Ding-Dong...hello? Prep for procedure?

I’m scratching my head on this one.

Everyone says that a correctly set basal should put you right back where you started, even after six, seven, eight hours of fasting. Emphasis on correctly set.

I have some cardiac tests tomorrow at 1:30 p.m. – treadmill, injecting something icky with radioactiveness that we don’t want to think about, heart scan after the ickiness makes its way to my heart muscle. Gah.

So here’s the question: my instructions tell me to cut my basal insulin IN HALF the day of the test, because I have to water fast for six hours before I get on the treadmill, which we all know will be delayed because this is an HMO in America, right?

So let’s make it seven or eight hours of fasting.

I do that every night, don’t I? If I get up at my normal horrific wake-up time of 3:30 a.m. and eat some eggs and whatnot at my desk as usual at say 6:30, wiping up the last bit of egg at 6:50, that gives me seven hours until the test, say an hour on the treadmill and some being tormented in the scanner, I’m still under a “normal” fasting period for me on a weekend night (say, 10 p.m. until 10 a.m. the next morning).

I am highly skeptical that if I have a normal-sized breakfast seven hours before the test and don’t over-bolus that my basal is going to drop me into the danger zone. I’ve stayed within 20 mg/dl both times I tested it over an eight hour period of not eating and not bolusing or correcting with Novolog.

Am I being over-confident? Do you think I should cut back on my basal? They said I could have clear liquids (e.g. filtered apple juice) if my BG’s go low. Can’t I just test every now and again and not mess with being too darn high for 24 hours?

Thanks in advance for your help.

Thanks for your reply, Super_salty. I don’t know what I’ll do yet…still pondering…

Jean - I was always told that changes in basal take a while to take effect, i.e., an overnight halving of your basal for one night might not be so immediately catastrophic on BG.

As a point of comparison - on my last holiday I stupidly packed the wrong (empty) Lantus pen. Sans Lantus, I thought I would wake up in DKA but instead found myself waking up to in the 130 range rather than my normal 80-95.

When I’ve had stress tests, I haven’t changed my basal. The only thing I can think of is that there IS an exercise component, and that can knock some insulin-sensitive people low. But if they’ll let you have apple juice, that makes the issue moot. Could be they’re practicing CYA tactics?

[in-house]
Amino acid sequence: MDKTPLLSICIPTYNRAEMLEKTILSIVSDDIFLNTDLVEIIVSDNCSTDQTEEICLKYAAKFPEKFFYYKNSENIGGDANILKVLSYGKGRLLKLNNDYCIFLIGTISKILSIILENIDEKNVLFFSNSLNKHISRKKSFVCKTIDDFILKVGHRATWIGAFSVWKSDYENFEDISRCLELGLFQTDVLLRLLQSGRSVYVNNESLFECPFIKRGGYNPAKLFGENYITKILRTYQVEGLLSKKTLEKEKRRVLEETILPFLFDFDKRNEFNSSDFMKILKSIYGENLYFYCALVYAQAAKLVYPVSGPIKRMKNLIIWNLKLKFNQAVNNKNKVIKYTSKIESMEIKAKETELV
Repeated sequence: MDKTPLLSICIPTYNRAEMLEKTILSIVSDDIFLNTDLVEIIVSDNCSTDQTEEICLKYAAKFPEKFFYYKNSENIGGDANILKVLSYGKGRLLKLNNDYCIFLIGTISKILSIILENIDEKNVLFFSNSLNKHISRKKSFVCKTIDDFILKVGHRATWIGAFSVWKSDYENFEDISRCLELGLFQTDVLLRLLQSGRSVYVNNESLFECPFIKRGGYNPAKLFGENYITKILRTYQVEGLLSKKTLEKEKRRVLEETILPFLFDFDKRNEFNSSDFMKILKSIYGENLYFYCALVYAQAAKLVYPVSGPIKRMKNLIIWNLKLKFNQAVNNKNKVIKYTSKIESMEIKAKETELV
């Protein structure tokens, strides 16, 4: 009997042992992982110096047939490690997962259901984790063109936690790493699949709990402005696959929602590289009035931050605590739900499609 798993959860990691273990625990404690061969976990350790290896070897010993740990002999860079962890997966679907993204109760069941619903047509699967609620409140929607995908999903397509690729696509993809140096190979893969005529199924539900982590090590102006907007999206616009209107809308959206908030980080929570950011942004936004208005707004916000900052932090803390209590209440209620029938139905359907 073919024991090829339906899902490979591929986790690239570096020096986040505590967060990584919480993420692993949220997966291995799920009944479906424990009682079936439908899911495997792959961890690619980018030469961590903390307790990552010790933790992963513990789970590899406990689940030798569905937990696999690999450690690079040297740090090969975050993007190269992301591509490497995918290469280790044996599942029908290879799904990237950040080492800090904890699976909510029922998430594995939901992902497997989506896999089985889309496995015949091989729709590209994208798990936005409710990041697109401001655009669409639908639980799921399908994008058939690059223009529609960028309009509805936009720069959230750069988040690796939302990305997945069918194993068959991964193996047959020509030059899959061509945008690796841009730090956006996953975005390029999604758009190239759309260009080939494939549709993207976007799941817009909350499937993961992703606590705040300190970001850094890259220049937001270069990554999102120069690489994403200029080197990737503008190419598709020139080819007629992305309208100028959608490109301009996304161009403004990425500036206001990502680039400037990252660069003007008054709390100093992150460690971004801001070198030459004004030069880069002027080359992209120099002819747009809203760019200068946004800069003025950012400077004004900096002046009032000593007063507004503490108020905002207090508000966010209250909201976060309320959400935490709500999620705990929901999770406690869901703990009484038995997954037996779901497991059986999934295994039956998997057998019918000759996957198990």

That’s what I suspect, Natalie.

I’m anything BUT insulin sensitive – far from it.

I think I’ll cut back by 25% just to make them happy (not 50%) and then just keep on top of it with Novolog.

I’m supposed to be water-only fasting the last three hours before the test and during the treadmill; a 25% reduction should keep me a wee bit high but not enough to make it hard too knock down with Novolog once the test is over.

Wish me luck! Nothing like knowing they’re going to put radioactive something or other in my heart to give a girl nightmares (tossing and turning all night…sigh…)

I had this about 5 years ago and they inject in between your toes

My question is who are your instructions to cut your basals in half from: are they from the cardiology team or are they from a diabetes team? If the intructions are from cardiology, then I wouldn’t bother to listen to them about cutting your basals and do what you think is right. They are likely CYA (as another mentioned) and you can do much better than that. But of course you have to plan for exercise, stress, etc.

If the instructions are from a diabetes team then I would take their advice into account. I would likely do as you have suggested and reduce basals less then they suggested. Once again I think you would know best.

How much do you cut your basal for when you’re working out when you’ve had a normal day? I had a fasting test and I had to cut it back 20% to not go low just to cover that. I have to drop my basal 20% for workouts. So when I had to do a workout with fasting I dropped it 40%. If you’re going to have a stress test it might be wise to err on the side of caution and go with their recommendations. It’s always easier to correct a little high than to have a hypo event on the treadmill and have to redo it all over again or get a bad result not because of anything but low BG.

I’ve had 2 or 3 stress tests, and they always injected through an IV in my arm. Injecting between the toes sounds HARD – finding those little tiny veins! :slight_smile:

The radioactive stuff washes out of your body really fast. It’s a risk vs. benefit kind of thing. You get radiation just flying at high altitudes in an airplane, but you decide the risk of fast travel is worth it. For a diabetic, finding out that you have heart disease BEFORE you have a serious or fatal heart attack, when something can be done about it, seems to me to be a benefit. On the other hand, you may come out completely clear, which is what I’m hoping for! :slight_smile:

Thanks everyone! I cut it 25% and I was at 132 mg/dl right before I got on the treadmill (seven hours water-only fasting.)

It went fine but the scan afterwards was a bit of a nightmare. Claustrophobia, panic attack (mild) and pain of 6 or so on a scale of 1 to 10 just because the “bed” of the scanner was designed by people who obviously HATE cardiology patients (grrr…)

It’s all over but the shouting and…I’m fine. Just drinking a LOT of water to tinkle out the radioactivity and eating some soup to help prevent all the water from messing with my electrolytes.

Thanks again for your advice and suggestions.